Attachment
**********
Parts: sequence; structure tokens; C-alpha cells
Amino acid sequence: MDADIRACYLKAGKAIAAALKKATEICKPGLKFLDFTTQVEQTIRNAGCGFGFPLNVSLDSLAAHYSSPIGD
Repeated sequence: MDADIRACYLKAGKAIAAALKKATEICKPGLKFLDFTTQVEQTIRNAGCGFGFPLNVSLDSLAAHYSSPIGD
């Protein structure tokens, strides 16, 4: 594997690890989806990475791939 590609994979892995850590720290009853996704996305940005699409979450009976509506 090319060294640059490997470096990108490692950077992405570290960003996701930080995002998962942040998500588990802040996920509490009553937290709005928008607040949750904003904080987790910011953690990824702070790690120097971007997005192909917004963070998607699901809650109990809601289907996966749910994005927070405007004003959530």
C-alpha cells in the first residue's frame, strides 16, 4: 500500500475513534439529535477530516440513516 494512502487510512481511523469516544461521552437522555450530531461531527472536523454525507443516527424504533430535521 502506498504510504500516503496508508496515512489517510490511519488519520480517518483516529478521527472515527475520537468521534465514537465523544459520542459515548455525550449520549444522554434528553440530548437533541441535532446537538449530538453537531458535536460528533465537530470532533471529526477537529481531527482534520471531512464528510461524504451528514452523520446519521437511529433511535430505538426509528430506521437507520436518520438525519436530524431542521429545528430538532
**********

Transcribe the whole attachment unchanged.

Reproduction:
Parts: sequence; structure tokens; C-alpha cells
Amino acid sequence: MDADIRACYLKAGKAIAAALKKATEICKPGLKFLDFTTQVEQTIRNAGCGFGFPLNVSLDSLAAHYSSPIGD
Repeated sequence: MDADIRACYLKAGKAIAAALKKATEICKPGLKFLDFTTQVEQTIRNAGCGFGFPLNVSLDSLAAHYSSPIGD
């Protein structure tokens, strides 16, 4: 594997690890989806990475791939 590609994979892995850590720290009853996704996305940005699409979450009976509506 090319060294640059490997470096990108490692950077992405570290960003996701930080995002998962942040998500588990802040996920509490009553937290709005928008607040949750904003904080987790910011953690990824702070790690120097971007997005192909917004963070998607699901809650109990809601289907996966749910994005927070405007004003959530």
C-alpha cells in the first residue's frame, strides 16, 4: 500500500475513534439529535477530516440513516 494512502487510512481511523469516544461521552437522555450530531461531527472536523454525507443516527424504533430535521 502506498504510504500516503496508508496515512489517510490511519488519520480517518483516529478521527472515527475520537468521534465514537465523544459520542459515548455525550449520549444522554434528553440530548437533541441535532446537538449530538453537531458535536460528533465537530470532533471529526477537529481531527482534520471531512464528510461524504451528514452523520446519521437511529433511535430505538426509528430506521437507520436518520438525519436530524431542521429545528430538532